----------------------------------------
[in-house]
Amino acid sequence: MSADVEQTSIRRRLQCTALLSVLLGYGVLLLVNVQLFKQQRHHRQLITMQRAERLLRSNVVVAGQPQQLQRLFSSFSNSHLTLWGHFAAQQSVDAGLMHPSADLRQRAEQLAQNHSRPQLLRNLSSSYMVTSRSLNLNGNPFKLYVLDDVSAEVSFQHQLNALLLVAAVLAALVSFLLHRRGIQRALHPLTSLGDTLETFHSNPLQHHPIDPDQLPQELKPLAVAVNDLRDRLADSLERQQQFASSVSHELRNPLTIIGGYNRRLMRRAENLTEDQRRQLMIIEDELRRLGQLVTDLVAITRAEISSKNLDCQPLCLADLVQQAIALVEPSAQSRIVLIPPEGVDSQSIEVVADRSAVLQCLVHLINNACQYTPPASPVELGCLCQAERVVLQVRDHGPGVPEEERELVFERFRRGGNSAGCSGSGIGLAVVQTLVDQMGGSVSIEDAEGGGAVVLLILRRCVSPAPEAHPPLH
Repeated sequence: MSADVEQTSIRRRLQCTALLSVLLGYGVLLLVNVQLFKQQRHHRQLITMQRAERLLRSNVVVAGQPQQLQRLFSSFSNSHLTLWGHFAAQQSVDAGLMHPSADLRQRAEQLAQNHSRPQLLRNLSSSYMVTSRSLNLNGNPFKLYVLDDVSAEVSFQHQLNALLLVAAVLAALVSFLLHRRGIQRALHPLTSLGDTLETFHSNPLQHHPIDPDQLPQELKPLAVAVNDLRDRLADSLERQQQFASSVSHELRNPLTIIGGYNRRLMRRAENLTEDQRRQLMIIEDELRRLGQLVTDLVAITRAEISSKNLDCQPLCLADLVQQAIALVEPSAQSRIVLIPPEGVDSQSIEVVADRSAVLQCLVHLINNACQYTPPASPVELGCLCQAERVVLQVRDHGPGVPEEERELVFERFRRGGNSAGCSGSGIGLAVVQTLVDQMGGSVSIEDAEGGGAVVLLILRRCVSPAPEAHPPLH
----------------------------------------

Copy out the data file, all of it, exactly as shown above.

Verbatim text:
[in-house]
Amino acid sequence: MSADVEQTSIRRRLQCTALLSVLLGYGVLLLVNVQLFKQQRHHRQLITMQRAERLLRSNVVVAGQPQQLQRLFSSFSNSHLTLWGHFAAQQSVDAGLMHPSADLRQRAEQLAQNHSRPQLLRNLSSSYMVTSRSLNLNGNPFKLYVLDDVSAEVSFQHQLNALLLVAAVLAALVSFLLHRRGIQRALHPLTSLGDTLETFHSNPLQHHPIDPDQLPQELKPLAVAVNDLRDRLADSLERQQQFASSVSHELRNPLTIIGGYNRRLMRRAENLTEDQRRQLMIIEDELRRLGQLVTDLVAITRAEISSKNLDCQPLCLADLVQQAIALVEPSAQSRIVLIPPEGVDSQSIEVVADRSAVLQCLVHLINNACQYTPPASPVELGCLCQAERVVLQVRDHGPGVPEEERELVFERFRRGGNSAGCSGSGIGLAVVQTLVDQMGGSVSIEDAEGGGAVVLLILRRCVSPAPEAHPPLH
Repeated sequence: MSADVEQTSIRRRLQCTALLSVLLGYGVLLLVNVQLFKQQRHHRQLITMQRAERLLRSNVVVAGQPQQLQRLFSSFSNSHLTLWGHFAAQQSVDAGLMHPSADLRQRAEQLAQNHSRPQLLRNLSSSYMVTSRSLNLNGNPFKLYVLDDVSAEVSFQHQLNALLLVAAVLAALVSFLLHRRGIQRALHPLTSLGDTLETFHSNPLQHHPIDPDQLPQELKPLAVAVNDLRDRLADSLERQQQFASSVSHELRNPLTIIGGYNRRLMRRAENLTEDQRRQLMIIEDELRRLGQLVTDLVAITRAEISSKNLDCQPLCLADLVQQAIALVEPSAQSRIVLIPPEGVDSQSIEVVADRSAVLQCLVHLINNACQYTPPASPVELGCLCQAERVVLQVRDHGPGVPEEERELVFERFRRGGNSAGCSGSGIGLAVVQTLVDQMGGSVSIEDAEGGGAVVLLILRRCVSPAPEAHPPLH